Think tank: our most devastating weapon is agility

Discussion in 'Current Affairs, News and Analysis' started by Skynet, Jan 24, 2010.

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  1. From The Sunday Times
    January 24, 2010
    Think tank: our most devastating weapon is agility
    Our services must get smarter to cope with today’s threats
    Michael Clarke
    RECOMMEND? (1)
    It is said that British military personnel always follow their officers, if only out of curiosity. At the moment their curiosity might also be classed as morbid as they wonder where their commanders want to take them. They all know that big change is coming. A crucial defence review is only months away.

    The armed forces are already doing more operations, and for longer, than was envisaged in the last defence review, in 1998. The forward defence plan is unaffordable within current spending plans, there will be a big squeeze on the public finances from 2011 and we are committed to a difficult war in Afghanistan that will get more expensive before it gets any cheaper. The fighting troops know something will have to give. Defence can expect to be cut by anything up to 15% — perhaps more — in the next four years and the military is likely to take a 20% or so cut in combat units.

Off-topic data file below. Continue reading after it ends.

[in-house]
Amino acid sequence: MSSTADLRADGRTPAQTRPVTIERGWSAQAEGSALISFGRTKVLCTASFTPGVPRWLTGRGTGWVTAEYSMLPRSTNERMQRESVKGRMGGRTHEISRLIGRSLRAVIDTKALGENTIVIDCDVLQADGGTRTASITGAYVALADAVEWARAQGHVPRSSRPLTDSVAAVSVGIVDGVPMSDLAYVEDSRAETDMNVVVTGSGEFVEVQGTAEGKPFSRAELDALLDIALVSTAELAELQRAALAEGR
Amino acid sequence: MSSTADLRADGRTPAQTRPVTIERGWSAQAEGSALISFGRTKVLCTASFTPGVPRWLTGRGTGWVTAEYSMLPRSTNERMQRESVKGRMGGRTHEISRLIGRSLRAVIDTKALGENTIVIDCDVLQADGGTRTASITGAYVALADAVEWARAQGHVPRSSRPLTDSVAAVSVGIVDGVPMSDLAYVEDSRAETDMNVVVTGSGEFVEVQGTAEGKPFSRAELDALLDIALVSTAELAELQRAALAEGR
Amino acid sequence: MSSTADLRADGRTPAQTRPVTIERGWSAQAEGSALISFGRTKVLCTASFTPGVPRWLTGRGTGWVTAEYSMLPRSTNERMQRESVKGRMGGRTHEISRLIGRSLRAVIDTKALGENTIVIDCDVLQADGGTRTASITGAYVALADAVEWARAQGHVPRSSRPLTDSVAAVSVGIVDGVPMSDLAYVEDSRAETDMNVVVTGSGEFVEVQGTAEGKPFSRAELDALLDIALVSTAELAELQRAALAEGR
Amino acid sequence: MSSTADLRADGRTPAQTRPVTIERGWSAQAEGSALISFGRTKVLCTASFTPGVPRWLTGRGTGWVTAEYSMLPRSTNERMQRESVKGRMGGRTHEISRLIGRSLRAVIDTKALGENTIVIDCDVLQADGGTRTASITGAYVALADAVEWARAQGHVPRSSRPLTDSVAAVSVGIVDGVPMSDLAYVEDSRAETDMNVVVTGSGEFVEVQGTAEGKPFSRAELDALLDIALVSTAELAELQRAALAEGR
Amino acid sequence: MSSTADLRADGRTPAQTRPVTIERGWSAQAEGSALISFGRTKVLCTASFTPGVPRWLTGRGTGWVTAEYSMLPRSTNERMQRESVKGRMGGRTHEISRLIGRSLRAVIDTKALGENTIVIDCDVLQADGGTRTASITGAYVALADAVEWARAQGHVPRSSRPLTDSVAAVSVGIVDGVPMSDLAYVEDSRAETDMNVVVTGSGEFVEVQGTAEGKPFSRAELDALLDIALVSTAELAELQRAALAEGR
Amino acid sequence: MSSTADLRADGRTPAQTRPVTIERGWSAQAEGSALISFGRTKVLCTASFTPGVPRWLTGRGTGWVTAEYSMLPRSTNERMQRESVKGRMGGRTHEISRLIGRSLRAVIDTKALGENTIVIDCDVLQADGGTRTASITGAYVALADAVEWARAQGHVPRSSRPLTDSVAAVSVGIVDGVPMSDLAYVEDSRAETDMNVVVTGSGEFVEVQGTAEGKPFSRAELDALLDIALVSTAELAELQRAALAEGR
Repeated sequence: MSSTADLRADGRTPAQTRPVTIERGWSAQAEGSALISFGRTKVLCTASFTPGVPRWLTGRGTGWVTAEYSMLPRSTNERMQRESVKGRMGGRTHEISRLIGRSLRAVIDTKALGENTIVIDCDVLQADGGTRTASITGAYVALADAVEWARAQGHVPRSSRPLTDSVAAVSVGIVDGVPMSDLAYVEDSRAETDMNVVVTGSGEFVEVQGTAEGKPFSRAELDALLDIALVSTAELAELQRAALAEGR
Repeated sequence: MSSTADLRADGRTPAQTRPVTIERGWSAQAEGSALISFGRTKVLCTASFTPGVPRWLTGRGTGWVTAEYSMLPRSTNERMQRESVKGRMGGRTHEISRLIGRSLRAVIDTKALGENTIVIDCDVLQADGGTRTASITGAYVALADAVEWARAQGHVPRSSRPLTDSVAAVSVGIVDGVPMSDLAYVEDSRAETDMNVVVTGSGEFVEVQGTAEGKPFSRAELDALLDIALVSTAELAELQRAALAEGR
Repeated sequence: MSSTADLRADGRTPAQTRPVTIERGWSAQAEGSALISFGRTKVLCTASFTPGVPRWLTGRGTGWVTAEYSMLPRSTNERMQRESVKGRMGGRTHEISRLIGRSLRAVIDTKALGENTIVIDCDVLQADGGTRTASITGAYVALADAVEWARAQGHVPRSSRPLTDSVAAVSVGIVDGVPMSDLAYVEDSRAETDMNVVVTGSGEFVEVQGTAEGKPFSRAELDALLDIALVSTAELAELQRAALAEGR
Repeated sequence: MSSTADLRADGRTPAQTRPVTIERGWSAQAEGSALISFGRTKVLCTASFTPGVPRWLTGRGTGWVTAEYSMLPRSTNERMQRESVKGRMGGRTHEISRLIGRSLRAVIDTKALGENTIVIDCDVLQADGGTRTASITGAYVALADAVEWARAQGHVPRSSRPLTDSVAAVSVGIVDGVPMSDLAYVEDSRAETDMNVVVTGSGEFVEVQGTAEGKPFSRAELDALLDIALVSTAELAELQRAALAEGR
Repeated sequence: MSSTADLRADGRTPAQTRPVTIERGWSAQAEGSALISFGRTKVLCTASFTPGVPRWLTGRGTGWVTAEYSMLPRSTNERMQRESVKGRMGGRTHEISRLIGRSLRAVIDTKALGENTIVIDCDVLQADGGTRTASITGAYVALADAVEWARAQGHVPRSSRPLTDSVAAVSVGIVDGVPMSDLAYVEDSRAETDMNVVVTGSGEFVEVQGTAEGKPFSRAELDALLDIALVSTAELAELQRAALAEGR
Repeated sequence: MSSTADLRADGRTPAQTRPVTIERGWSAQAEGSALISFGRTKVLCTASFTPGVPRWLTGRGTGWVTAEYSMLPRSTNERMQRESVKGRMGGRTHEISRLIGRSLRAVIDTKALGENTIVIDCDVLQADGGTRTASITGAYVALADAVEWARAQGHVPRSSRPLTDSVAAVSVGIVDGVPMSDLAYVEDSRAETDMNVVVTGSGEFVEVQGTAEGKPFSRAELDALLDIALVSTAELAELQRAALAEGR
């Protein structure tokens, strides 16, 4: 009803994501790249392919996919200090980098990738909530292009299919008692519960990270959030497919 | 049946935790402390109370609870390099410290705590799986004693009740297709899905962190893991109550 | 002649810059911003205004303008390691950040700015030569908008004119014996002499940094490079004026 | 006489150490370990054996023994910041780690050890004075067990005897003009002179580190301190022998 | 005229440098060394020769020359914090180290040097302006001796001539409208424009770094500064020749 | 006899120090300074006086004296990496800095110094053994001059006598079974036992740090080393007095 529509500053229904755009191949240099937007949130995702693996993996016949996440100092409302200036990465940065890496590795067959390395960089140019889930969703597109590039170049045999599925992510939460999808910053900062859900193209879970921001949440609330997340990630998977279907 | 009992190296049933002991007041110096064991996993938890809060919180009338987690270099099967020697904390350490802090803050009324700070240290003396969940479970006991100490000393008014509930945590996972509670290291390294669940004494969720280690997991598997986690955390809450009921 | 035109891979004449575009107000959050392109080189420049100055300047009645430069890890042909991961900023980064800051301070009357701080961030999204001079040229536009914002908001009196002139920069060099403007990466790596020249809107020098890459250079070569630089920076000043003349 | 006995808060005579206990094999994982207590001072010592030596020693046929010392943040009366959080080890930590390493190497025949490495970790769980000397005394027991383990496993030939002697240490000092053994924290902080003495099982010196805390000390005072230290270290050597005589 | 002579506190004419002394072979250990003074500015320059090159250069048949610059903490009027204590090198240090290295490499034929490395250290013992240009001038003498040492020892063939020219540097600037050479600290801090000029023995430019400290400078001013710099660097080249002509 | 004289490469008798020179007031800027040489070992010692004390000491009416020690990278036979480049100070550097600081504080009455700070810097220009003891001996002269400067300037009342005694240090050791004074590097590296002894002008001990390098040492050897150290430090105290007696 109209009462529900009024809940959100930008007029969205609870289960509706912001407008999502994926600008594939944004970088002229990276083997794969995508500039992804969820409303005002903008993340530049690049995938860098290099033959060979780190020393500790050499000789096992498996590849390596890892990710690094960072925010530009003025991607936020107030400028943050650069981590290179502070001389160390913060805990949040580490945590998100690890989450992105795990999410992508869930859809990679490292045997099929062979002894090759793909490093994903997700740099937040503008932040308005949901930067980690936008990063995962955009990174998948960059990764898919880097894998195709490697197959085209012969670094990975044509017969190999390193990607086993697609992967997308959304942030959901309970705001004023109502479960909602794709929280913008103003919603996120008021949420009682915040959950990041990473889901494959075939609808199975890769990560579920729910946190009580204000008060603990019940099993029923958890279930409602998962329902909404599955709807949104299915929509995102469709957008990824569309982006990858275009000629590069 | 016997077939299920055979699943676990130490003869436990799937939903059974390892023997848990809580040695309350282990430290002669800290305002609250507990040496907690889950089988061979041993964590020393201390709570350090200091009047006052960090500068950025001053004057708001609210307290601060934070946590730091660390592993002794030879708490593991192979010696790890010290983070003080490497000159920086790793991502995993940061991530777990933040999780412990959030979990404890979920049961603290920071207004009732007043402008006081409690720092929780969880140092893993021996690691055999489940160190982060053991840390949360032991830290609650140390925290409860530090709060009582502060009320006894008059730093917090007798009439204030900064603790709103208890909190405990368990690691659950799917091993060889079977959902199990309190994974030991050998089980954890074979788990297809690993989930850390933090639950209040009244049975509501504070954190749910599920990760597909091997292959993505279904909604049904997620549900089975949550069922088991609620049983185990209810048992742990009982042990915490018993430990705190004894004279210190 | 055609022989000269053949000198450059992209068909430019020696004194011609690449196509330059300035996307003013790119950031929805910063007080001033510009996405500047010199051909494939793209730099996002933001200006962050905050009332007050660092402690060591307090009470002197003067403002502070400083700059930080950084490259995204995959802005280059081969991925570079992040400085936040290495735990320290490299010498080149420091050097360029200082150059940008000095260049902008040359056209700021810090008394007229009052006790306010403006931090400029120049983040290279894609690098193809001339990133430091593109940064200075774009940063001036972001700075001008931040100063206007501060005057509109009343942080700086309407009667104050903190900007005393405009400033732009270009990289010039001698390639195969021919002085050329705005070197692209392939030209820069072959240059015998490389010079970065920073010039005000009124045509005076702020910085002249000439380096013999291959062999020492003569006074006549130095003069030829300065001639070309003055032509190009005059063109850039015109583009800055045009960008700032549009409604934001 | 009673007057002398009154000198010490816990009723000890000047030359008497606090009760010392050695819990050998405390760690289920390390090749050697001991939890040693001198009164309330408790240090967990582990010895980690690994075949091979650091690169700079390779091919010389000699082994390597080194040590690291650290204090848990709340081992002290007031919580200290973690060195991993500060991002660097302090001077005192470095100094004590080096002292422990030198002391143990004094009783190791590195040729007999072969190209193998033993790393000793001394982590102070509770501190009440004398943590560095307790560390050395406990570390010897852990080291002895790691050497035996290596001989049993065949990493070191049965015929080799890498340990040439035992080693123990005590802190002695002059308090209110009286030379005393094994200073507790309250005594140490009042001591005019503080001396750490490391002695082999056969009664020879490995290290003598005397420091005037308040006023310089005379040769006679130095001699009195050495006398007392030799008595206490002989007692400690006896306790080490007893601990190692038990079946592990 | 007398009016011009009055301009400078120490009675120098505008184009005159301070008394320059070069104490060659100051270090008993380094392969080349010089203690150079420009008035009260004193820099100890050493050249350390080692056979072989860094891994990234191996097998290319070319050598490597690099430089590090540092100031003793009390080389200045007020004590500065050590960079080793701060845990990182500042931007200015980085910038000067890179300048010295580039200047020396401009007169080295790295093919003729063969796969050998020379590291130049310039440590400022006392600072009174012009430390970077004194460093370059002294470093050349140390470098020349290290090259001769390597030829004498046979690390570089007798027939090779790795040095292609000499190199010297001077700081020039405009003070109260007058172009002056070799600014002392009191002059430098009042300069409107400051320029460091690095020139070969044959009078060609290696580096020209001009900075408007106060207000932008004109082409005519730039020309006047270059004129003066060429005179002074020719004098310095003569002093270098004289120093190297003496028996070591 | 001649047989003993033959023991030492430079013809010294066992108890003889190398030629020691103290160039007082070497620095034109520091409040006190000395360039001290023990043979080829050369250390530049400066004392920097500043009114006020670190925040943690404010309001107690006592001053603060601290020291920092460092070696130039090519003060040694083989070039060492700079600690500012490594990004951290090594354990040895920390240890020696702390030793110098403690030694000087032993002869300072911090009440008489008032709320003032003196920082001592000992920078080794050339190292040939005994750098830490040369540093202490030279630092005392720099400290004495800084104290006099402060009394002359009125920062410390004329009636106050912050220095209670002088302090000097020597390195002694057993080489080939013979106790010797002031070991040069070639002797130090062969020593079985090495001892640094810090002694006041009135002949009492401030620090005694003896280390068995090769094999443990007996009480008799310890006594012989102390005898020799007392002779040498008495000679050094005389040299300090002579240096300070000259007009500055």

2. Ah yes: trying to punch above our weight on a shoe string but in a more "agile" way. That will work.

    Cuts of this magnitude while committed to a costly kit eating war mean certainly less adaptable and probably less capable forces. They should be twined with frankly stated expectations of what those forces can achieve and a public discarding of some great power pretensions. A tax shy nation run for the benefit of inept bankers cannot afford them.

    Liable to end up with something like an "agile" army sans heavy equipment and a navy focused on a few big ticket virtually obsolete items of narrow strategic value.
  3. It seems a sensible article to me. Concentrate on what can be realistically achived rather than the anachronistic 'Force Projection' using nuke subs and ac carriers. Britain is no longer in a position - militarily or financially - to deploy in ways that the US military can and should look at ways in which it can achieve maximum military effect given the financial constraints under which it Labours.
  4. How does that read now?